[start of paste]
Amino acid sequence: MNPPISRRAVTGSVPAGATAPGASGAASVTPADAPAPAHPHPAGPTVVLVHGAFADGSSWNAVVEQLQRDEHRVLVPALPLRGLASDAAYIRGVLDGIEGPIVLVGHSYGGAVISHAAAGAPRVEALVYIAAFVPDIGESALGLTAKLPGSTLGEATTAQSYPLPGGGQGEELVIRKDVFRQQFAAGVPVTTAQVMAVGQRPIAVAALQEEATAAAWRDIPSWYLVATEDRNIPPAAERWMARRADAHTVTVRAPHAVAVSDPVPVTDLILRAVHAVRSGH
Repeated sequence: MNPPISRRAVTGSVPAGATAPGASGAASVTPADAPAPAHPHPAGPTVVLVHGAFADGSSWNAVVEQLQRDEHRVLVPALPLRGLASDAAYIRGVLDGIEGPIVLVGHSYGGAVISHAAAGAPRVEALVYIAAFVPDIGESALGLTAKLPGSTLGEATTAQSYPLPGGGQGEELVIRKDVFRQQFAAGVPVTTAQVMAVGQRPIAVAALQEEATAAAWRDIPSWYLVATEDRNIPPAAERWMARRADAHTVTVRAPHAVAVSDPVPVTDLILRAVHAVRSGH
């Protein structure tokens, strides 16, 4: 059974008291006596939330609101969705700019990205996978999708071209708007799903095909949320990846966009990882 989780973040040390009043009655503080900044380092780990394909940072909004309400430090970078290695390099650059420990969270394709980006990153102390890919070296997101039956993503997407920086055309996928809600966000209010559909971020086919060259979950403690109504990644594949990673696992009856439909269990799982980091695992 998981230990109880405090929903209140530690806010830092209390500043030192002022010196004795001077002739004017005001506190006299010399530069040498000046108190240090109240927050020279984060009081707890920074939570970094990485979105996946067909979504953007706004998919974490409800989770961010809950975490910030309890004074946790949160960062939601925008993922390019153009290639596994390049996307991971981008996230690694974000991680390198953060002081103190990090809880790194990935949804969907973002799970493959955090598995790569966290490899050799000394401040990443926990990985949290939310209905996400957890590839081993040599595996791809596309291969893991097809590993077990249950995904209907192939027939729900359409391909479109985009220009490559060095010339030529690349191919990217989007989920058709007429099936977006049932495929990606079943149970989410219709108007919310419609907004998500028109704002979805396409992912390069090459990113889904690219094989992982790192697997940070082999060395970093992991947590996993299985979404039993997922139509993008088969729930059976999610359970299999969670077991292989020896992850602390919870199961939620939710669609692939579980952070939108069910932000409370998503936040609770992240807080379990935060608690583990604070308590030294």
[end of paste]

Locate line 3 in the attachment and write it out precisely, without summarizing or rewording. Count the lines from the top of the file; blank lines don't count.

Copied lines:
């Protein structure tokens, strides 16, 4: 059974008291006596939330609101969705700019990205996978999708071209708007799903095909949320990846966009990882 989780973040040390009043009655503080900044380092780990394909940072909004309400430090970078290695390099650059420990969270394709980006990153102390890919070296997101039956993503997407920086055309996928809600966000209010559909971020086919060259979950403690109504990644594949990673696992009856439909269990799982980091695992 998981230990109880405090929903209140530690806010830092209390500043030192002022010196004795001077002739004017005001506190006299010399530069040498000046108190240090109240927050020279984060009081707890920074939570970094990485979105996946067909979504953007706004998919974490409800989770961010809950975490910030309890004074946790949160960062939601925008993922390019153009290639596994390049996307991971981008996230690694974000991680390198953060002081103190990090809880790194990935949804969907973002799970493959955090598995790569966290490899050799000394401040990443926990990985949290939310209905996400957890590839081993040599595996791809596309291969893991097809590993077990249950995904209907192939027939729900359409391909479109985009220009490559060095010339030529690349191919990217989007989920058709007429099936977006049932495929990606079943149970989410219709108007919310419609907004998500028109704002979805396409992912390069090459990113889904690219094989992982790192697997940070082999060395970093992991947590996993299985979404039993997922139509993008088969729930059976999610359970299999969670077991292989020896992850602390919870199961939620939710669609692939579980952070939108069910932000409370998503936040609770992240807080379990935060608690583990604070308590030294």